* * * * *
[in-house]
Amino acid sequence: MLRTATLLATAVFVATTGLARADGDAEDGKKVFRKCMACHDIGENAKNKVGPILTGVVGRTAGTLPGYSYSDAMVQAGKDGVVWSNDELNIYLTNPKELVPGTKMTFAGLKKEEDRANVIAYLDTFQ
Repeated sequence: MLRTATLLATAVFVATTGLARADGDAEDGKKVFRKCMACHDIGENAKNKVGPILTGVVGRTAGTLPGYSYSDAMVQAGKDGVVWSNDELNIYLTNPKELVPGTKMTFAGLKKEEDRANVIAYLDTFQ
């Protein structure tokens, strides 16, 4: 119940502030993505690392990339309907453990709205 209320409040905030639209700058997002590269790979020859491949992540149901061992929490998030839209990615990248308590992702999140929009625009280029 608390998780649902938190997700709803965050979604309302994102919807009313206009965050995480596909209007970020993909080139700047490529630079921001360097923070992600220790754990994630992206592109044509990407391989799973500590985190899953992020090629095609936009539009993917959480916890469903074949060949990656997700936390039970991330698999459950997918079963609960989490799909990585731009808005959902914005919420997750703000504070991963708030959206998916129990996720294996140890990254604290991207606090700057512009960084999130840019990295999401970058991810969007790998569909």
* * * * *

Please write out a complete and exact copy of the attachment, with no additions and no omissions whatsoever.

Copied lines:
[in-house]
Amino acid sequence: MLRTATLLATAVFVATTGLARADGDAEDGKKVFRKCMACHDIGENAKNKVGPILTGVVGRTAGTLPGYSYSDAMVQAGKDGVVWSNDELNIYLTNPKELVPGTKMTFAGLKKEEDRANVIAYLDTFQ
Repeated sequence: MLRTATLLATAVFVATTGLARADGDAEDGKKVFRKCMACHDIGENAKNKVGPILTGVVGRTAGTLPGYSYSDAMVQAGKDGVVWSNDELNIYLTNPKELVPGTKMTFAGLKKEEDRANVIAYLDTFQ
């Protein structure tokens, strides 16, 4: 119940502030993505690392990339309907453990709205 209320409040905030639209700058997002590269790979020859491949992540149901061992929490998030839209990615990248308590992702999140929009625009280029 608390998780649902938190997700709803965050979604309302994102919807009313206009965050995480596909209007970020993909080139700047490529630079921001360097923070992600220790754990994630992206592109044509990407391989799973500590985190899953992020090629095609936009539009993917959480916890469903074949060949990656997700936390039970991330698999459950997918079963609960989490799909990585731009808005959902914005919420997750703000504070991963708030959206998916129990996720294996140890990254604290991207606090700057512009960084999130840019990295999401970058991810969007790998569909």